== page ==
Shanghai Daily News
Two stone sculptures of Chinese dogs guard one of the
buildings inside what is today the Ruijin Guesthouse, formerly one of the villas
on land owned by old Shanghai tycoon H.E. Morris.(Photo: Shanghai
Stained glass windows, one of the few surviving
pieces from the Xujiahui St IgnatiusĄŻ workshop, are still rich in color after 56
years.(Photo: Shanghai Daily)
There were vaults for the silver, direct access to the greyhound racing and
the very latest architectural styles set in manicured gardens. Tina Kanagaratnam
explores the home of newspaper tycoon H.E. Morris, and finds a reflection of the
life of one of the wealthiest men in old Shanghai.
They don't make men like Henry (``Harry'') E. Morriss, Jr anymore. A Shanghai
tycoon born to a Shanghai tycoon, he had a taste for the finest things in life,
and the wherewithal to acquire them. And acquire them he did: horses,
greyhounds, a rare Stradivarius violin -- but the jewel in the crown was the
estate that he called home.
He was the son of H.E. Morriss, Sr, (``he made money and he married money,''
says Shanghai historian and author Tess Johnston), a British Catholic of Jewish
descent, who founded the The North-China Daily News, the most influential
English-language paper in China -- and perhaps all Asia -- in 1920s to 1940s.
The senior Morriss died in 1919, and by the 1920s, Harry, says Ralph Shaw (who
worked at the paper from 1937 to 1949) in the book ``Sin City,'' was ``in
supreme command'' of the newspaper from his second-floor office at No 17 The
Bund -- the ``old lady of the Bund.'' In keeping with his position, he purchased
almost one square block of land on Avenue Pere Robert, today's Ruijin No. 2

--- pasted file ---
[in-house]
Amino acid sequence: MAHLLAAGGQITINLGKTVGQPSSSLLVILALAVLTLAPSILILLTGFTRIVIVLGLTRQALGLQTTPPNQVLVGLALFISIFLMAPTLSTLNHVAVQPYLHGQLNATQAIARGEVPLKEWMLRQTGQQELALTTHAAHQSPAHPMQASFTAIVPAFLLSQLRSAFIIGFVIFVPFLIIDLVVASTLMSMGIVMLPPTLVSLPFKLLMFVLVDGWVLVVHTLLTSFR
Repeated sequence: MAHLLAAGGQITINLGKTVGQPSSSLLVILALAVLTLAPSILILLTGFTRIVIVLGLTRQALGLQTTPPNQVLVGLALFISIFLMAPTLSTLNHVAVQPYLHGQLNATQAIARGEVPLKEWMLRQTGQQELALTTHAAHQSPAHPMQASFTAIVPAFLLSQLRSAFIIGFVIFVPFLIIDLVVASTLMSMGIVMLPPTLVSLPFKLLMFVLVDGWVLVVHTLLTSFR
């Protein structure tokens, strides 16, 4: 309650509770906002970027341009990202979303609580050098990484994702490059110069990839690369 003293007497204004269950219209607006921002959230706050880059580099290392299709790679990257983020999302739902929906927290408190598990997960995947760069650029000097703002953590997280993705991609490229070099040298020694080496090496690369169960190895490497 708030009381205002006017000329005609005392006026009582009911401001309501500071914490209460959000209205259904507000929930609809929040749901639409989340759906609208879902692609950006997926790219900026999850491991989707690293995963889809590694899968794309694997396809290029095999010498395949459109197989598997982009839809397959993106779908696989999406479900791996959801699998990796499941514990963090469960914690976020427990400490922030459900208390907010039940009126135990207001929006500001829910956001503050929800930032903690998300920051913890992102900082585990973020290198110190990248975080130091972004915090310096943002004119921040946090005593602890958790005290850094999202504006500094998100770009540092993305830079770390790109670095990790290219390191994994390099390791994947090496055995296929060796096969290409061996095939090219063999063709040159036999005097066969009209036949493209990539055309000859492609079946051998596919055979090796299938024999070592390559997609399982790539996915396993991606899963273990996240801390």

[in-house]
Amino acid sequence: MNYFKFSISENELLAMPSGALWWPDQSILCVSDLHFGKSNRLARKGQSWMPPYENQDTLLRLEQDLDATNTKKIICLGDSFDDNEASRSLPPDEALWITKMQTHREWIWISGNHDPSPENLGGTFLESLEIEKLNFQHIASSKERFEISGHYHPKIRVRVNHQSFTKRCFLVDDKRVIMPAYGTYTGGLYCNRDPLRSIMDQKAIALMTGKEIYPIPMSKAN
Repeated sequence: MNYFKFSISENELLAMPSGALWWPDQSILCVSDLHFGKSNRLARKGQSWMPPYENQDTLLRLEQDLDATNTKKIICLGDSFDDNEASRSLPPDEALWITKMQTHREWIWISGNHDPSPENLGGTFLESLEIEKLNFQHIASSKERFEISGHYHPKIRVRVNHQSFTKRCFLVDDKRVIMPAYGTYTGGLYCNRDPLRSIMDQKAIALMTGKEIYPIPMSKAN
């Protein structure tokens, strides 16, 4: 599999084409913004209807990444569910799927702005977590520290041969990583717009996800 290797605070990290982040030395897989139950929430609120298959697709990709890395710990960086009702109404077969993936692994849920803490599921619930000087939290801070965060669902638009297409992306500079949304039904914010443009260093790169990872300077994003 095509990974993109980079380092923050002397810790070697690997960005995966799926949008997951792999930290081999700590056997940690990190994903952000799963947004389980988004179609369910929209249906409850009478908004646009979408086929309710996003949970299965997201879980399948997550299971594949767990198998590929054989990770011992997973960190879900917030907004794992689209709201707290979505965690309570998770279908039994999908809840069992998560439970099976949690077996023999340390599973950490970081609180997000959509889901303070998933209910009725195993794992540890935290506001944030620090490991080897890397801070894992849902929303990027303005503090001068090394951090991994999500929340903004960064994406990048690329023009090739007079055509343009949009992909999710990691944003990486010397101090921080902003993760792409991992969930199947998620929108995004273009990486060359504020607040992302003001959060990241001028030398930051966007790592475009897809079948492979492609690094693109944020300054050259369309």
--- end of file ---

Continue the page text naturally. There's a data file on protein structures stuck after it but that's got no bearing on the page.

Road, in the former French Concession, for his estate.
Today, the manicured lawns and gracious buildings of the Morriss estate are
part of the Ruijin Guesthouse complex, but the grandeur is still palpable.
Ironically, the house that is most associated with the Morriss estate today --
Building 4, in which Face Restaurant is located -- is the one on the estate in
which the Morrisses probably never lived. The grand turn of the century mansion
predated Morriss' acquisition of the land -- perhaps the house was already on
the property or perhaps it was outside the perimeter but later became part of
Morriss' own house is Building No. 1, a gorgeous mansion in the French
Provincial style with a sloping, pitched roof. Popular throughout the world in
the first three decades of the last century, at the time that Morriss chose the
style, it would have been the very latest fashion. Positively cutting edge.
The house has a gravitas, a seriousness of purpose that comes from hiring
only the best architects and using the finest materials. Stepping into the
spacious entryway, dominated by six polished marble columns, one immediately
senses that this house has presence. The feeling is only magnified by the even
more spacious lobby, which leads to Mr Morriss' cozy, wood-paneled study, now a
bar. It's not difficult to imagine the lord of the manor reading in here, warmed
by the inglenook -- the fireplace, set in an alcove. It's not difficult, either,
to imagine the family servants in the next room, a dining room, polishing the
family silver in the walk-in vault that was used to store it.
It was perhaps in one of these grand rooms that Morriss played one of his
treasures: his ``Hellier'' violin. The Hellier is the most famous of Antonio
Stradivarius' inlaid violins, named for a Sir Samuel Hellier, who had purchased
it directly from Stradivarius in the 18th century. Morriss brought the
instrument to England with him in the late 1930s on a visit, but war was on the
horizon, and he did not bring it back with him when he returned home to Shanghai
in 1939 -- if he had, it almost certainly would have been confiscated, perhaps
even destroyed during the civil war and occupation that followed. Today, the
Hellier violin that once resounded in these rooms is on display at the
Smithsonian Museum in Washington, DC.
Perhaps one of the reasons that Morriss did not bring the Hellier back was
that he had received word that Italian consul-general had moved into the estate,
bringing home the instability of the times. A historical footnote: the consul's
name was Count Galeazzo Ciano, and he was married to Edda Mussolini, the